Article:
The Stateswoman Archive

She's Got Nothing?  A Look at the Ballooning Cosmetic Breast Implant Industry

by Mary Kinnunen

32,607 in 1992 to 236,888 in 2002: that’s a 626% increase in cosmetic breast implants performed annually on American women and teens. (1) (The number of reconstructive implant surgeries - those used for women who have lost tissue due to breast cancer and other or diseases - are not listed in this group.)

The questions are easy: Why do so many women believe their breast size is inadequate? Why have cultural pressures to look a certain way become so extreme? Why do women in the 21st century go to such lengths to change their bodies? During a casual discussion with a down-to-earth businesswoman acquaintance, I asked her what she thought about implants. She pointed to one of her employees and said she’d gotten breast implants because, “she really had nothing.”


Although the questions are easy, pinning down answers is much more difficult. It helps to address the issues of breast implant health, money and hype separately.

Saline implants were first reviewed for safety by the FDA in 2000. History has ranked their predecessor, silicone, high on the medical infamy scale, and there are thousands of stories of personal tragedy as a result of them.

Though seemingly safer than silicone, saline implants still present health risks. Most women can expect at least one complication, such as pain, hardness or leaking implant, within the first 3 years. (2) Another problem is their interference with mammogram readings - tumors simply have a greater chance of being missed. Breast feeling can change, so sexual intimacy can be affected, as can the comfort of breastfeeding.

In 2001, women under 35 years of age accounted for 57% of the cosmetic breast implant surgeries. (3) Given that life expectancy for American white women (by far the biggest implant demographic) is almost 80 years of age, a 30-year-old will need 50 years of replacements, perhaps another 3 to 4 surgeries if they last 14 years.

The cost for breast implant surgery in Wisconsin is about $5,300. ($3,000 for the physician fee, $1,000 for the implants, $300 for the anesthesiologist and $1,000 for the facility.)

As one can see, even if there are no complications, the lifetime costs of implants can be substantial, and insurance does not cover cosmetic surgery or problems caused by it.


“I’m happier where I am now in my life. The breast augmentation has helped my motivation, self-esteem and confidence. I did this for me - and nobody else.”
- Laurie, breast implant customer on

“Me - and nobody else.” I find it interesting the American Society of Plastic Surgeons’ ad agency makes that statement a major selling point. In fact, I’ve heard it from other plastic surgeons.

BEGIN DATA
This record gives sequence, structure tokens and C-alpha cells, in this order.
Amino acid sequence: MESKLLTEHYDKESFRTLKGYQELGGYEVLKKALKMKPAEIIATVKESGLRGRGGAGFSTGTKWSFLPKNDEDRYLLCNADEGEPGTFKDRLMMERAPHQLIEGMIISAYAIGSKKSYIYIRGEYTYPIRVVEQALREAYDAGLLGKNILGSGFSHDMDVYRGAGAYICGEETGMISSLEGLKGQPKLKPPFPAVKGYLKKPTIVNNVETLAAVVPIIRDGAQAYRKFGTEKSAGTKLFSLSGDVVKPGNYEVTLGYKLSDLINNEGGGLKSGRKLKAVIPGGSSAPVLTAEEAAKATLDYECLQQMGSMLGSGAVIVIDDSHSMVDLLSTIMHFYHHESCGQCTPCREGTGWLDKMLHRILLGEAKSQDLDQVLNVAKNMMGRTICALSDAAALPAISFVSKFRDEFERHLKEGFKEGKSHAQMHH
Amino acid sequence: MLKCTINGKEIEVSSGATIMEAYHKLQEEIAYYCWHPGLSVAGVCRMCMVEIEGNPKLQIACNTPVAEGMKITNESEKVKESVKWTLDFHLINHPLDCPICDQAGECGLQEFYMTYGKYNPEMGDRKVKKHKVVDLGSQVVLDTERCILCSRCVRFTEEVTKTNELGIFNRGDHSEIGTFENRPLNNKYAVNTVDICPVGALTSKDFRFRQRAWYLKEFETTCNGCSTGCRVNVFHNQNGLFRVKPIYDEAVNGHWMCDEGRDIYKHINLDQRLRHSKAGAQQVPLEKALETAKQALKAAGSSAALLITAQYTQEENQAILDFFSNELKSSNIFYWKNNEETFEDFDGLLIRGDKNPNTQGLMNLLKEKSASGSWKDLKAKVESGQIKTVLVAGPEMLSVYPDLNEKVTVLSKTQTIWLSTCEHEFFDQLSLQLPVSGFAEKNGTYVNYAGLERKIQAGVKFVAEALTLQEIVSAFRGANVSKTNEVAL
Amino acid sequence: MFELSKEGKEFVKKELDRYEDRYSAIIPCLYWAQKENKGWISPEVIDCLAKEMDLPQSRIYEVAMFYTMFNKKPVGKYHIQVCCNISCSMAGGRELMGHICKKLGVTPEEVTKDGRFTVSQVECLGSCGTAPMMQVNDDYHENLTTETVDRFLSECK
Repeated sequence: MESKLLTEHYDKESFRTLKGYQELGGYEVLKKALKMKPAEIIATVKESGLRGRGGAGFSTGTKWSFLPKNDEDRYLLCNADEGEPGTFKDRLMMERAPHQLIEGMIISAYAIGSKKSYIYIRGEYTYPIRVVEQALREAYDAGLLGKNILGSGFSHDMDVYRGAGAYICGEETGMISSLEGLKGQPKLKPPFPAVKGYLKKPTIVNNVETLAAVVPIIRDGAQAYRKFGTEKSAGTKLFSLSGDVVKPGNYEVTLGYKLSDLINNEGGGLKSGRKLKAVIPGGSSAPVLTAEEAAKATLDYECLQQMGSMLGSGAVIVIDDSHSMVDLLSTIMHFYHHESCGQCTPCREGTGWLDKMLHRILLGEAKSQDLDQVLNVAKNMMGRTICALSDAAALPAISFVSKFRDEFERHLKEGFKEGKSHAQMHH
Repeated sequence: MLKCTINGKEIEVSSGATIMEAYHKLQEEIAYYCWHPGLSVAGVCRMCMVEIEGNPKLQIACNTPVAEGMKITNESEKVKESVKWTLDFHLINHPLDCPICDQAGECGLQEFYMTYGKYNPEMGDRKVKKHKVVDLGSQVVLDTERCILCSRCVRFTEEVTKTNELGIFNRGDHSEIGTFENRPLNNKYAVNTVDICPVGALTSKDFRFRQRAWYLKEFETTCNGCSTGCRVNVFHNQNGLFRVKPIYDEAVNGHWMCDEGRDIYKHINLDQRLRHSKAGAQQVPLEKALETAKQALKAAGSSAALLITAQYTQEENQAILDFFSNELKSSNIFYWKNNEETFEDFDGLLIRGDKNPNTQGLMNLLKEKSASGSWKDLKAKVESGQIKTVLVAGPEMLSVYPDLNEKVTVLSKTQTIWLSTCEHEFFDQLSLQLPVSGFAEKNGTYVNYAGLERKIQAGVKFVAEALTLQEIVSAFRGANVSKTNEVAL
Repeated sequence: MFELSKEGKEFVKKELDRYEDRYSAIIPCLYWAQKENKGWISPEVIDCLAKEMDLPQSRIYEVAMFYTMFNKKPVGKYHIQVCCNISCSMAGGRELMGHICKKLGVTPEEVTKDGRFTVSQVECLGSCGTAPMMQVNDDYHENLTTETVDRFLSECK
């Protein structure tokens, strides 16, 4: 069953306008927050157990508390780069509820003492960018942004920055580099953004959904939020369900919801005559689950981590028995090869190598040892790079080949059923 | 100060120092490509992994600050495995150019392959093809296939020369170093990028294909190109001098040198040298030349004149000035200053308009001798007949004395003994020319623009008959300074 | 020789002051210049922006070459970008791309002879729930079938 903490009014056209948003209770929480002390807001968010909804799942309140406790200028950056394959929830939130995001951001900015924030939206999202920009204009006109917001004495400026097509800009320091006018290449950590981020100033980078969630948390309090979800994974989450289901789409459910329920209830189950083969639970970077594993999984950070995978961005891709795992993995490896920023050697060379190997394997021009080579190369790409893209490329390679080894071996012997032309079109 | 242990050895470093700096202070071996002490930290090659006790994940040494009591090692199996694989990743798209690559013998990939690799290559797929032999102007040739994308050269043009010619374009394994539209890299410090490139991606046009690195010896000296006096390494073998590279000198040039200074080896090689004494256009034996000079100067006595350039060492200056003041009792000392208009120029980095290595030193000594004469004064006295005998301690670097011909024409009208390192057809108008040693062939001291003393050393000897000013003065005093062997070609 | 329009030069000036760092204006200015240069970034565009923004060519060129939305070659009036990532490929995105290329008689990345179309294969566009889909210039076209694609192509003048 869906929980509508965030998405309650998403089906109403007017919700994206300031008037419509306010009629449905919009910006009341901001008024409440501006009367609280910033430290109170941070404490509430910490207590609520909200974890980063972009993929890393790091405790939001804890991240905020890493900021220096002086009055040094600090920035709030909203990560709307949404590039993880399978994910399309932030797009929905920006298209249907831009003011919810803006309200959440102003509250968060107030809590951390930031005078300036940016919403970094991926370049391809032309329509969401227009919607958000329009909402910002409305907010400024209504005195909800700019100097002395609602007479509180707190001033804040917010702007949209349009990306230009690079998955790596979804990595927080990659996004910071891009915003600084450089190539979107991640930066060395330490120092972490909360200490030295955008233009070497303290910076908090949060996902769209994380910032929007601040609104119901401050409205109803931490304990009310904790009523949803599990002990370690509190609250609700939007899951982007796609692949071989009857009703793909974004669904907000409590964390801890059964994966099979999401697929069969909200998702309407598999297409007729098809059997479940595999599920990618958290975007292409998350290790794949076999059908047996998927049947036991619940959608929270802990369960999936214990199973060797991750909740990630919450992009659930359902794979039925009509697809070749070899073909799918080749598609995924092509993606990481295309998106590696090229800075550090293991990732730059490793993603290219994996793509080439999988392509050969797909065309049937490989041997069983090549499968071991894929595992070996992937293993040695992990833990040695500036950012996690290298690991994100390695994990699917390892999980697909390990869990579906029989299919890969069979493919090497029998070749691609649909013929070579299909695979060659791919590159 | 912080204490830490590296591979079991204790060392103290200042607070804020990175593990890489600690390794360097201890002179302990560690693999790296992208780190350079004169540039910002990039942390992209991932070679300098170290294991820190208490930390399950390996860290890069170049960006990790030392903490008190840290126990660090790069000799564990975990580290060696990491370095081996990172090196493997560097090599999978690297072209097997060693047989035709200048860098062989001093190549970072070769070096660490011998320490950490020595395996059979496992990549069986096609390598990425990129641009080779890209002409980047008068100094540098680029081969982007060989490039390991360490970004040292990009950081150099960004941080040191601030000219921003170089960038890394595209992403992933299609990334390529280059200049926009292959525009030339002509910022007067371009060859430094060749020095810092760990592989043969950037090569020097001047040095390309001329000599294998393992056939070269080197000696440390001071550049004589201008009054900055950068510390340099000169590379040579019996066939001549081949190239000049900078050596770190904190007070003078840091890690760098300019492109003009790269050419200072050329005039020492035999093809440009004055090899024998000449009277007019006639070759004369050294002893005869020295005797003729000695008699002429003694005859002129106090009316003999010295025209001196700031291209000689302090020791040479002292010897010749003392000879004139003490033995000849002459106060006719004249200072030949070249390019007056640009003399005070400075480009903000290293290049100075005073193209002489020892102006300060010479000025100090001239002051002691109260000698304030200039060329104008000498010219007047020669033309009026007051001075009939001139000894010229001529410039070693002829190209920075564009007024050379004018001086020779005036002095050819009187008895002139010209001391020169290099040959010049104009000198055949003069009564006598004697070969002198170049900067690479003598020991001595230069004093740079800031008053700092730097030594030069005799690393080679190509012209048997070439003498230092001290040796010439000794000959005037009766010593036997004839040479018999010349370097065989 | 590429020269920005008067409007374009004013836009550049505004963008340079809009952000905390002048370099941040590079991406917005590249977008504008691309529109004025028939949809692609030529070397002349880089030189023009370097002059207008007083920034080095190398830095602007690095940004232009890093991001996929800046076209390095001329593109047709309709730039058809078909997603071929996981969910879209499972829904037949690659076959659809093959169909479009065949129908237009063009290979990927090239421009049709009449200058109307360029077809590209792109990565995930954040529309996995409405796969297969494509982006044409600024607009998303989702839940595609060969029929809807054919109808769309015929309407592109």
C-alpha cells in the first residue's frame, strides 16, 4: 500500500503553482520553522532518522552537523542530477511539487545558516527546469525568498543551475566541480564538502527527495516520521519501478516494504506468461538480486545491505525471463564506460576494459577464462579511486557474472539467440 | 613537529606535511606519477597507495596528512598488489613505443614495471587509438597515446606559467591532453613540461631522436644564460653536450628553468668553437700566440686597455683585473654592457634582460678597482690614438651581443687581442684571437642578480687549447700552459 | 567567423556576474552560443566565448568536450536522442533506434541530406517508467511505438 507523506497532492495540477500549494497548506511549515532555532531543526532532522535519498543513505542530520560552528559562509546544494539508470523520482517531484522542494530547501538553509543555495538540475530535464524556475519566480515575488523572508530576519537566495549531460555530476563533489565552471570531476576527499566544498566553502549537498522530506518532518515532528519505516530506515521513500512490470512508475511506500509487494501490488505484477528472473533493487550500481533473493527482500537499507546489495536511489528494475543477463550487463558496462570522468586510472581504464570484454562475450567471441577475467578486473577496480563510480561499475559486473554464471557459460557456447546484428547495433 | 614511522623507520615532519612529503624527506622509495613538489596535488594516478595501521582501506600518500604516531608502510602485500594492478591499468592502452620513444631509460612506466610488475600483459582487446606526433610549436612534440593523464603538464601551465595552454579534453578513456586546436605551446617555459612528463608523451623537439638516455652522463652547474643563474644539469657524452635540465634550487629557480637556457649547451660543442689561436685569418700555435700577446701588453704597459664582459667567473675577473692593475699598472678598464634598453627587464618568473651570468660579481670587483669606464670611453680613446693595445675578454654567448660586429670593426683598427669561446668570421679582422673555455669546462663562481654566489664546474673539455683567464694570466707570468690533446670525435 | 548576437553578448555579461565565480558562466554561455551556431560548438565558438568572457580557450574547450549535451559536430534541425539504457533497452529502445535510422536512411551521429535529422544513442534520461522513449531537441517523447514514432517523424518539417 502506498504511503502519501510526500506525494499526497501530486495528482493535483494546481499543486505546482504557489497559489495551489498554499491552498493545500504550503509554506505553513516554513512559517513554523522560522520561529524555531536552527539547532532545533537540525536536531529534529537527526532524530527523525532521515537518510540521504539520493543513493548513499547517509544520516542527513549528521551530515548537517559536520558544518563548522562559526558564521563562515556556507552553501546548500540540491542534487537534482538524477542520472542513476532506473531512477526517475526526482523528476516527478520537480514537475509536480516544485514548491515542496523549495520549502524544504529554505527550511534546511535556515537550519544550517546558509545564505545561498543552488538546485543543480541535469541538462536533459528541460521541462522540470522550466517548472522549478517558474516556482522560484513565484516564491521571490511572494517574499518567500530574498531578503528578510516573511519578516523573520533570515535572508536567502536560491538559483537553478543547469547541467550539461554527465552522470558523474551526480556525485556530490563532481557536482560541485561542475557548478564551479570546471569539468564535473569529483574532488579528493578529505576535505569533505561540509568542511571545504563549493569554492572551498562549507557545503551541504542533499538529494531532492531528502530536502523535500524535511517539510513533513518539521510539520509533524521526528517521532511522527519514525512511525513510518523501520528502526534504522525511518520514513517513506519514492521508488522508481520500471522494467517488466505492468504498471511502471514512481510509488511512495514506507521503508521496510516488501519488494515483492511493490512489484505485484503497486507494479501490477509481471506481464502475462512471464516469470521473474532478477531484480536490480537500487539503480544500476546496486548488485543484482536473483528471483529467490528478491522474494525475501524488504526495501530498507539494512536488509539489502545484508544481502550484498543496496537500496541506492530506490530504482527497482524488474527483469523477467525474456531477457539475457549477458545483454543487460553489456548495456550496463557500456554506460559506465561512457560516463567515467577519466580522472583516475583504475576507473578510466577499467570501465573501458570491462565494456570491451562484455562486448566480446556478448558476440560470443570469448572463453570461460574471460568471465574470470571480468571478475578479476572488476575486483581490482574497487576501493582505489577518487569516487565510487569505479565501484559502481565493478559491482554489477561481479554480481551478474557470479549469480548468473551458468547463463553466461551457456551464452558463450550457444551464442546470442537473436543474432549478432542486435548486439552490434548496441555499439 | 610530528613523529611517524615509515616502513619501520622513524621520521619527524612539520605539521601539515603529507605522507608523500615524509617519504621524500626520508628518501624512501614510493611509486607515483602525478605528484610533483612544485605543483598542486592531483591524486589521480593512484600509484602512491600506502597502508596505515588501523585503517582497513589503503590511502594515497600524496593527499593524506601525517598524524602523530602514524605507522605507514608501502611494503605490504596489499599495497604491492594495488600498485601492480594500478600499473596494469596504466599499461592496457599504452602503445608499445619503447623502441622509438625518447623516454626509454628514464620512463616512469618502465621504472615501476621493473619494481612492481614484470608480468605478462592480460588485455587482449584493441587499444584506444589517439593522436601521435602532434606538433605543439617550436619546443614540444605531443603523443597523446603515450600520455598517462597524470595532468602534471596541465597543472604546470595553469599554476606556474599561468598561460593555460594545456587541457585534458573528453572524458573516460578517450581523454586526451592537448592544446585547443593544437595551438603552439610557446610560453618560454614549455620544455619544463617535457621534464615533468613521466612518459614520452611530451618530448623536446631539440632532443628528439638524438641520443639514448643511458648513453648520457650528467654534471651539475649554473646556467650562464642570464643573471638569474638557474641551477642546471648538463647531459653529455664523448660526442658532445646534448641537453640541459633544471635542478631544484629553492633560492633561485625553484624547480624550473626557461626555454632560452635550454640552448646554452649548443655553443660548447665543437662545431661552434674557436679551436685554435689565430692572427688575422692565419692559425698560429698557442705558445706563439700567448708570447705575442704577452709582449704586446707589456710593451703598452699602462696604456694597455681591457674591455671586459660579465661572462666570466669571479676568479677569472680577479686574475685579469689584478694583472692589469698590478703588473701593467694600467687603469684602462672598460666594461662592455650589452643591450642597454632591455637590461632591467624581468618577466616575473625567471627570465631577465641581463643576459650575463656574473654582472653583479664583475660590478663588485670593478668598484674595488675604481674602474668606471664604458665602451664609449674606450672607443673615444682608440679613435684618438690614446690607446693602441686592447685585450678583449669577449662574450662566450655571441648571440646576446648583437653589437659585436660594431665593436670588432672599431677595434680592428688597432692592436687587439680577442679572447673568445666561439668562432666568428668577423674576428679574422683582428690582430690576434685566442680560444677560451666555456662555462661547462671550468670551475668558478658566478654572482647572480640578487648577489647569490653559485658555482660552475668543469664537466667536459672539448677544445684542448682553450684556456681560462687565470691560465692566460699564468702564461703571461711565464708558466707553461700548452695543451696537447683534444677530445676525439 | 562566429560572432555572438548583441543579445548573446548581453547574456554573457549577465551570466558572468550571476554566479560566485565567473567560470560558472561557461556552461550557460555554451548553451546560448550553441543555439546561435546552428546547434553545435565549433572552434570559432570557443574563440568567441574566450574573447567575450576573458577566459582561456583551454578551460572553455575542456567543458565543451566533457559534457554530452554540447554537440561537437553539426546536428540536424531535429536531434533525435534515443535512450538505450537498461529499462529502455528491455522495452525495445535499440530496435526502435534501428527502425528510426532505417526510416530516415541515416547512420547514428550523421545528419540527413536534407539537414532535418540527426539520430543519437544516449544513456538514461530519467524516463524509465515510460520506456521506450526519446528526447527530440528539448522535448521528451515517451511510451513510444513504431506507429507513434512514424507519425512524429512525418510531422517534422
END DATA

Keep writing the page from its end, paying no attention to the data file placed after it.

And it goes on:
I asked Dr. David L. Larson, Professor and Chair of the Department of Plastic Surgery of the Wisconsin Medical College, how women arrive at the size they want to be. He told me many of his patients bring in a Victoria’s Secret or men’s magazine to illustrate the results they want. If that isn’t trying to reach an airbrushed target, I don’t know what is.

The discussion of hype brings us back to health: on March 8 the British Medical Journal published a study that showed the rate of suicide in women with breast implants to be three times higher than for women in the general population. A National Institutes of Health study showed the suicide rate four times higher than that of women with other cosmetic surgeries.

The promises of gaining “motivation, self-esteem and confidence” by implanting oneself with bags of salt water don’t appear to live up to expectations. We all are dissatisfied with our looks at some point in our lives. It’s important to keep in mind that our greatest strength comes from within, and that motivation, self-esteem and confidence comes from achievement. It’s never easy.

In 2001, plastic surgeons raked in $669 million (4) for cosmetic breast implant procedures. There’s some motivation for you!

(1) American Society of Plastic Surgeons; (2) FDA; (3) Center for Policy Research for Women and Families;(4) American Society of Plastic Surgeons;

Mary Kinnunen’s lifelong interest in body image and culture led her to found the web-based business are a few websites that also deal with the issue of body image/health: - Promote healthy body image and expand the definition of what makes people beautiful! Inspiring independent thinking and fostering critical analysis of media messages

Love Your Body Day - National day of action to speak out against ads and images of women that are offensive, harmful, dangerous, and disrespectful. Sponsored by the NOW Foundation. - Is a one-stop body shop, where women and men of all cultures and sizes can learn about their bodies; feel proud and comfortable in their natural shapes, sizes, and colors; speak out against impossible beauty standards; and share their experiences.

National Women’s Health Information Center: Body Image and Your Health.

Annie Appleseed Project

This article first appeared in the June 2003 issue of the Wisconsin Women’s Network’s newsletter The Stateswoman.